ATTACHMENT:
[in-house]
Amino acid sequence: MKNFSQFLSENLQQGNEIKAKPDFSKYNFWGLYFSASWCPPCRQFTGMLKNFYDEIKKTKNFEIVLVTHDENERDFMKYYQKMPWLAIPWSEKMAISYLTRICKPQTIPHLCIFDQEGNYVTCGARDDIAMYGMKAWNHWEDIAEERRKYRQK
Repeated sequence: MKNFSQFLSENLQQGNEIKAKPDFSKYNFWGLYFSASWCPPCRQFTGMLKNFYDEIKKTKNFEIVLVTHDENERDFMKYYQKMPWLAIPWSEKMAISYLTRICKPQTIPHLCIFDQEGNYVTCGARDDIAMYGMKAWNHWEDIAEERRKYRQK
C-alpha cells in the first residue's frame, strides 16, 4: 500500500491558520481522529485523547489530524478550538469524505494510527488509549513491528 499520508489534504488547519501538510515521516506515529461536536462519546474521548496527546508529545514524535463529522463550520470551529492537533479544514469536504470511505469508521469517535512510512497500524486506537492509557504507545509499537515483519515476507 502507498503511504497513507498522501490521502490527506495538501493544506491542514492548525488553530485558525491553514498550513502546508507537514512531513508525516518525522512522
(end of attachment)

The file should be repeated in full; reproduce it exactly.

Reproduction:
[in-house]
Amino acid sequence: MKNFSQFLSENLQQGNEIKAKPDFSKYNFWGLYFSASWCPPCRQFTGMLKNFYDEIKKTKNFEIVLVTHDENERDFMKYYQKMPWLAIPWSEKMAISYLTRICKPQTIPHLCIFDQEGNYVTCGARDDIAMYGMKAWNHWEDIAEERRKYRQK
Repeated sequence: MKNFSQFLSENLQQGNEIKAKPDFSKYNFWGLYFSASWCPPCRQFTGMLKNFYDEIKKTKNFEIVLVTHDENERDFMKYYQKMPWLAIPWSEKMAISYLTRICKPQTIPHLCIFDQEGNYVTCGARDDIAMYGMKAWNHWEDIAEERRKYRQK
C-alpha cells in the first residue's frame, strides 16, 4: 500500500491558520481522529485523547489530524478550538469524505494510527488509549513491528 499520508489534504488547519501538510515521516506515529461536536462519546474521548496527546508529545514524535463529522463550520470551529492537533479544514469536504470511505469508521469517535512510512497500524486506537492509557504507545509499537515483519515476507 502507498503511504497513507498522501490521502490527506495538501493544506491542514492548525488553530485558525491553514498550513502546508507537514512531513508525516518525522512522